Anthotype

Anthotyping, also known as nature printing, is a historical photographic process that uses plant pigments and sunlight to create an image as ephemeral as it is beautiful. The word anthotype comes from the Ancient Greek words anthos, for flower, and typos, for imprint. Though the photosensitive properties of natural pigments have been known for centuries, the modern process of anthotyping only dates to John Herschel’s experimental photography in the mid-19th century. The process remains largely unchanged to this day.

 

To create an anthotype, an emulsion of plant pigments is painted onto a surface, after which the materials which create the final image are arranged on top. Finally, the tableau is exposed to the sun until the uncovered pigment bleaches away, leaving a delicate image in the original color. The effect is soft and ethereal, in some ways reminiscent of a watercolor painting. The original image cannot be fixed; given enough subsequent exposure to the sun, it will fade permanently.

 

I first became interested in anthotypes as part of my work with historical photographic methods, and that interest only grew when I realized that anthotyping integrates two of my other passions, paper arts and gardening. In the creation of my anthotypes, I use plants and flowers grown in my own garden whenever possible.

 

Each anthotype in this series is released as a limited edition of three digital prints, laid without retouching on natural fine art matte paper. The original anthotype will not be sold as it will eventually fade away. The three prints will be sold as limited editions. The choice of only three prints symbolizes the three personal passions I combine in my anthotypes: photography, paper arts, and gardening.

limited edition of three digital prints

Printed on 11x14 Fine Art Matte Natural Paper. Image is approximately 10x6 to allow a white border. Packaged with foam board in Krystal Seal Art Bag. $50 each. Purchase in person at an upcoming art show or contact me directly at alightheistart@gmail.com

Cedar on Spinach

  • Organic spinach leaves & alcohol 
  • Three coats on watercolor paper
  • Exposed in sunlight for one day in Pasco, WA
  • May 2024

Amaranth on Butterfly Pea Flower with wash

  • Butterfly Pea Flower Tea & alcohol 
  • Three coats on watercolor paper. Then washed off & re-exposed
  • Exposed in sunlight for one day in Pasco, WA
  • May 2024

Japanese Maple on Spinach

  • Organic spinach leaves & alcohol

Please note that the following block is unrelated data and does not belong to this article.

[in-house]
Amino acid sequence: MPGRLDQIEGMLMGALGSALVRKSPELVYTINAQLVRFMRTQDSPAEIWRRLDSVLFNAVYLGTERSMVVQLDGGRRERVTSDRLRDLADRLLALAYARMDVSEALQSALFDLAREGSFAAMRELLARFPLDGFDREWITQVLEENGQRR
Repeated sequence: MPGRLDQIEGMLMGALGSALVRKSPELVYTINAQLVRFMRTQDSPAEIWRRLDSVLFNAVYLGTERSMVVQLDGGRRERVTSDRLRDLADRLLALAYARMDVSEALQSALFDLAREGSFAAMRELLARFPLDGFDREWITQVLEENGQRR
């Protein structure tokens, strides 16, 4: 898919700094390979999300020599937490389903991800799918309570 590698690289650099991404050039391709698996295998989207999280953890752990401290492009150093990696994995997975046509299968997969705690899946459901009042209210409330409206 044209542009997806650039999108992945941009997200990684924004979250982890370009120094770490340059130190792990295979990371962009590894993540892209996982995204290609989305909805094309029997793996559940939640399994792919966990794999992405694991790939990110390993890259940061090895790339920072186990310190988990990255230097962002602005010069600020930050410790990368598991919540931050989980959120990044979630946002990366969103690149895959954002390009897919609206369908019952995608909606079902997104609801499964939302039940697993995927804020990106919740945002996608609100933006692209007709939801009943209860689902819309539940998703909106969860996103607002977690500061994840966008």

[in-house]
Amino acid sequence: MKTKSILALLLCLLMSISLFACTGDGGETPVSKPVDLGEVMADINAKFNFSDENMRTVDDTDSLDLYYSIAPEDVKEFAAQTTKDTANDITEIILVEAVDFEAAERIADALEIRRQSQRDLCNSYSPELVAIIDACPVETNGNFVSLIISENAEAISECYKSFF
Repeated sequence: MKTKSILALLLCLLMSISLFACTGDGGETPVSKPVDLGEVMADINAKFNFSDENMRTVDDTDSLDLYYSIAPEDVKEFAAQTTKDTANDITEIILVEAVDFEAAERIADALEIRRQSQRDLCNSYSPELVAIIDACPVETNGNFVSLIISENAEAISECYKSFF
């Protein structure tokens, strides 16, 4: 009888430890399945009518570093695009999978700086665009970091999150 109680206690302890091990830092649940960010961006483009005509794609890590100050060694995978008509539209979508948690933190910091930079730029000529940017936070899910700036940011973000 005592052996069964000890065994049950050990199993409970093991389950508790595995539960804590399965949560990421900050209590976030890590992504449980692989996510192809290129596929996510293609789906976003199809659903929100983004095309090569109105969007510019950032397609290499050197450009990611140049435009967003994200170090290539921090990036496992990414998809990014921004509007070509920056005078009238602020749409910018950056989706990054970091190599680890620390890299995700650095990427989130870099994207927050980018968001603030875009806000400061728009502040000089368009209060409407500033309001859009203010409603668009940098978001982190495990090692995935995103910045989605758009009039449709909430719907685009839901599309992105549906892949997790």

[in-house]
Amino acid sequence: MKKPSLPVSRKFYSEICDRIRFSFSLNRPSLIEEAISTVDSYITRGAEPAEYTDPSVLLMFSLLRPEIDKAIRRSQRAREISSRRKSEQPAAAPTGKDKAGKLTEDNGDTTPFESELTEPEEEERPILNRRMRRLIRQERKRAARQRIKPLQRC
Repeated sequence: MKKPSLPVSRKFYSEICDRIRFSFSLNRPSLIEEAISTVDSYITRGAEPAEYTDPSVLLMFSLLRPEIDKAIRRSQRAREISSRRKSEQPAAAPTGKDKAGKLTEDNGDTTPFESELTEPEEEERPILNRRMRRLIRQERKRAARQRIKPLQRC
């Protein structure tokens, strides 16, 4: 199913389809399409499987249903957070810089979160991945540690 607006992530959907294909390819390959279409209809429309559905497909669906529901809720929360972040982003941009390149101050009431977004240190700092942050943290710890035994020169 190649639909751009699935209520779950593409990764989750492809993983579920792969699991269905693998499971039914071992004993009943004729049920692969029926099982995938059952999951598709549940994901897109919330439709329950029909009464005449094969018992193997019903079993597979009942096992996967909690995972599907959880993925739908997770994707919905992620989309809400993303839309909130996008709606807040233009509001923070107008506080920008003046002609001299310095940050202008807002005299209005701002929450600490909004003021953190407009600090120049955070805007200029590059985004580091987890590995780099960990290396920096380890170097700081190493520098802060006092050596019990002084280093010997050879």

• Three coats on watercolor paper
  • Exposed in sunlight for one day in Pasco, WA
  • May 2024

Swiss cheese on Spinach

  • Organic spinach leaves & alcohol 
  • Three coats on watercolor paper
  • Exposed in sunlight for one day in Pasco, WA
  • May 2024

Cedar on Butterfly Pea Flower with Borax

  • Butterfly Pea Flower & alcohol 
  • Three coats on watercolor paper. Borax Wash then re-exposed
  • Exposed in sunlight for one day in Pasco, WA
  • May 2024

Two Cedar on Spinach

  • Organic spinach leaves & alcohol 
  • Three coats on watercolor paper
  • Exposed in sunlight for one day in Pasco, WA
  • May 2024

Fern on Butterfly Pea Flower

  • Butterfly Pea Flower & alcohol 
  • One coat on watercolor paper
  • Exposed in sunlight for one day in Pasco, WA
  • May 2024

Pineapple & Cedar on Spinach

  • Organic spinach leaves & alcohol 
  • Three coats on watercolor paper
  • Exposed in sunlight for one day in Pasco, WA
  • May 2024

Cedar Crow on Spinach

  • Organic spinach leaves & alcohol 
  • Three coats on watercolor paper
  • Exposed in sunlight for one day in Pasco, WA
  • May 2024

Crow on Butterfly Pea Flower with Borax 

  • Butterfly Pea Flower & alcohol 
  • Three coats on watercolor paper. Borax Wash then re-exposed
  • Exposed in sunlight for one day in Pasco, WA
  • May 2024

How to Create an Anthotype

In the creation of my anthotypes, I use plants and flowers grown in my own garden whenever possible.


The first step is to create an emulsion

Mix with a little alcohol & strain

Coat watercolor paper. Depending on the organic material, it could be 1-3 coats. 

Expose to sunlight. Exposure could take a few hours to a few weeks.